At the time of this writing, Washington Post correspondent Jason Rezaian remains imprisoned. The reasons for his arrest have never been explained. In our time with him, on camera and off, he was unfailingly affectionate and generous in his portrayal of Iran — an advocate for — if anything — understanding. It is a mystery and an injustice that any would find fault with him or his wife, Yeganeh (who has only recently been released).


9-year-old Bateer, 47-year-old Hu Wenge and 80-year-old Mei Baojiu sing famous Peking Opera piece The Drunken Beauty together on 2014 Mid-autumn Festival Gala. They sing different lines of the leading role respectively.

This video means a lot to traditional Chinese culture and Peking Opera lovers. See the expression of that grandma audience? That’s how every Chinese feels. Introduction of the three performers according to orders coming on stage: 

1. Bateer(巴特尔), 9 years old, he has great talents and began to sing at 2 years old.  He belongs to the Mei Lanfang (梅兰芳) school of Peking Opera, the most distinguished of all Peking Opera schools..

2. Hu Wenge(胡文阁), the third-generation successor of the Mei school of Peking Opera. For the past 50 years,he has been the only male Dan, one of the key roles in Peking Opera performance, of the Mei school.

3. Mei Baojiu(梅葆玖), master of Peking Opera and leader of the Mei school, he is also the youngest son of maestro Mei Lanfang(梅兰芳). He devotes his life to Peking Opera art and has many famous students. Bando Tamasaburo used to learn 台步 and 水袖 from him. Basically Mei Baojiu is a living cultural heritage of Peking Opera.

The movements, expressions, positions, gestures and singing of them are amazing, especially Mei Baojiu, even people who know nothing about Peking Opera could feel it. The audience can see how Peking Opera art is passing down from one generation to another.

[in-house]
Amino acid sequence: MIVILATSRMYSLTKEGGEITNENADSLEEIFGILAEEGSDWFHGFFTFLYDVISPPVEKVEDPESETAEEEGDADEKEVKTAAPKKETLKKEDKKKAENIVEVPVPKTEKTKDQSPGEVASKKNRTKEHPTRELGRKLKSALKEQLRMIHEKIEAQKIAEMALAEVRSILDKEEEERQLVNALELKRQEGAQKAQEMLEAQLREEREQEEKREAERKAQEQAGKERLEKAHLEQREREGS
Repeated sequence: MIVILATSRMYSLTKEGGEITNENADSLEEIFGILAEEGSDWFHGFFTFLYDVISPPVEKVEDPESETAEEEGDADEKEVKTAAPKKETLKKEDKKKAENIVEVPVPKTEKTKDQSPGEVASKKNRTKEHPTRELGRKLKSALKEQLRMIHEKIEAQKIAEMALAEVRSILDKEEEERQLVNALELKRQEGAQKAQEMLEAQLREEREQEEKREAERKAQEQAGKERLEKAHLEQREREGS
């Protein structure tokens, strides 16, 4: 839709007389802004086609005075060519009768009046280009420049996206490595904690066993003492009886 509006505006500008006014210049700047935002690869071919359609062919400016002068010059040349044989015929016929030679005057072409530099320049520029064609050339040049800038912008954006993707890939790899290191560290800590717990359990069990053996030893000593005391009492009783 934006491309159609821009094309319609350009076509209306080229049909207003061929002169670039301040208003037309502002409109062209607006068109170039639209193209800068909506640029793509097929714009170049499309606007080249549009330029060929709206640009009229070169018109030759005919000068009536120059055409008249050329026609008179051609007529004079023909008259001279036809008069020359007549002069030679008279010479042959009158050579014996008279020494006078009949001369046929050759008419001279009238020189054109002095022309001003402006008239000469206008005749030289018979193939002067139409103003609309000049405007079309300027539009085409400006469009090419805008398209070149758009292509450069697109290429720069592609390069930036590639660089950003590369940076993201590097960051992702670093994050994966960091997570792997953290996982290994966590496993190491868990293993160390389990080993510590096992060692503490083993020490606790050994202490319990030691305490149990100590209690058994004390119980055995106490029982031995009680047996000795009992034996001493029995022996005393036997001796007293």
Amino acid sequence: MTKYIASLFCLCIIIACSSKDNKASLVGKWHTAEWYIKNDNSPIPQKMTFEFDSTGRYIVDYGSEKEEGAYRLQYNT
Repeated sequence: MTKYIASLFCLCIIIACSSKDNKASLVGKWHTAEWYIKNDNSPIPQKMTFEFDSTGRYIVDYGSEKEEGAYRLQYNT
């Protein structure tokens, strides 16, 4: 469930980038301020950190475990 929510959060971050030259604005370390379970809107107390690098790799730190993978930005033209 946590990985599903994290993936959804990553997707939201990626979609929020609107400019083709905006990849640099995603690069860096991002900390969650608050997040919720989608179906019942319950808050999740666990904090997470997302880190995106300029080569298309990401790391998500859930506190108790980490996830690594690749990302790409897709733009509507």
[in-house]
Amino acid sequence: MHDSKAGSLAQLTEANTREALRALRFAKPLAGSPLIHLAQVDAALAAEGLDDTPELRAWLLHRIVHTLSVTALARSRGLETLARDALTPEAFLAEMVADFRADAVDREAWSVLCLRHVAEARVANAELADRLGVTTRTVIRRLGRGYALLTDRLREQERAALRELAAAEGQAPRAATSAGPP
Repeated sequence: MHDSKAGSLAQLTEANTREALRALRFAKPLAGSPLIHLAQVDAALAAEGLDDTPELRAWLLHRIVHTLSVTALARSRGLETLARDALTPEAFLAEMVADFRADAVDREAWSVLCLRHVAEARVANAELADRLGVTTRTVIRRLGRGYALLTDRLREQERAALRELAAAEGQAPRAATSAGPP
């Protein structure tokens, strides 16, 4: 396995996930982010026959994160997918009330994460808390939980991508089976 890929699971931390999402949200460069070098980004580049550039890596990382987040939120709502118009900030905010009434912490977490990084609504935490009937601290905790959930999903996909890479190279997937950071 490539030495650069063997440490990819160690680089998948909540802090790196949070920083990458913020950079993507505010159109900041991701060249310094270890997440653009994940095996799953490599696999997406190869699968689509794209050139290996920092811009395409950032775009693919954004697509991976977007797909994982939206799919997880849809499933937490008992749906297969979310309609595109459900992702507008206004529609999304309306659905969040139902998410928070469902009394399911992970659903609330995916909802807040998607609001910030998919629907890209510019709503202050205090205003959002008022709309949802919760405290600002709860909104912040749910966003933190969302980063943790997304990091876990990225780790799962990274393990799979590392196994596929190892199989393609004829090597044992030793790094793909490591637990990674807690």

Notes: The Drunken Beauty, aka 贵妃醉酒, tells the story of how imperial consort Yang Guifei waited in the pavilion for the emperor to drink with her, background set in Tang Dynasty. This opera is a standby in the repertoire of actors in the Mei Langfang School of Beijing Opera. At the mere mention Beijing Opera, people will immediately think of Mei Langfang, and his most representative role in The Drunken Beauty.

‘Did you not think Enaila funny, Rand al'Thor?’ Sulin was striding at his side. 'You did not laugh. You never laugh. Sometimes I do not think you have a sense of humor.’

Stopping dead, Rand rounded on them so suddenly that several reached for their veils and looked about for what had startled him. He cleared his throat. 'An irascible old farmer named Hu discovered one morning that his best rooster had flown into a tall tree beside his farm pond and wouldn’t come down, so he went to his neighbor, Wil, and asked for help. The men had never gotten along, but Wil finally agreed, so the two men went to the pond and began climbing the tree, Hu first. They meant to frighten the rooster out, you see, but the bird only kept flying higher, branch by branch. Then, just as Hu and the rooster reached almost the very top of the tree, with Wil right behind, there was a loud crack, the branch under Hu’s feet broke away, and down he went into the pond, splashing water and mud everywhere. Wil scrambled down as fast as he could and reached out to Hu from the bank, but Hu just lay there on his back, sinking deeper into the mud until only his nose stuck out of the water. Another farmer had seen what happened, and he came running and pulled Hu out of the pond. “Why didn’t you take Wil’s hand?” he asked Hu. “You could have drowned.” “Why should I take his had now?” Hu grumped. “I passed him just a moment ago in broad daylight, and he never spoke a word to me”’ He waited expectantly.

The Maidens exchanged blank looks. Finally, Somara said, 'What happened with the pond? Surely the water is the point of this story.’

Throwing up his hands, Rand started for the red-striped pavilion again.


Rand al'Thor, Comedy Reborn–Lord of Chaos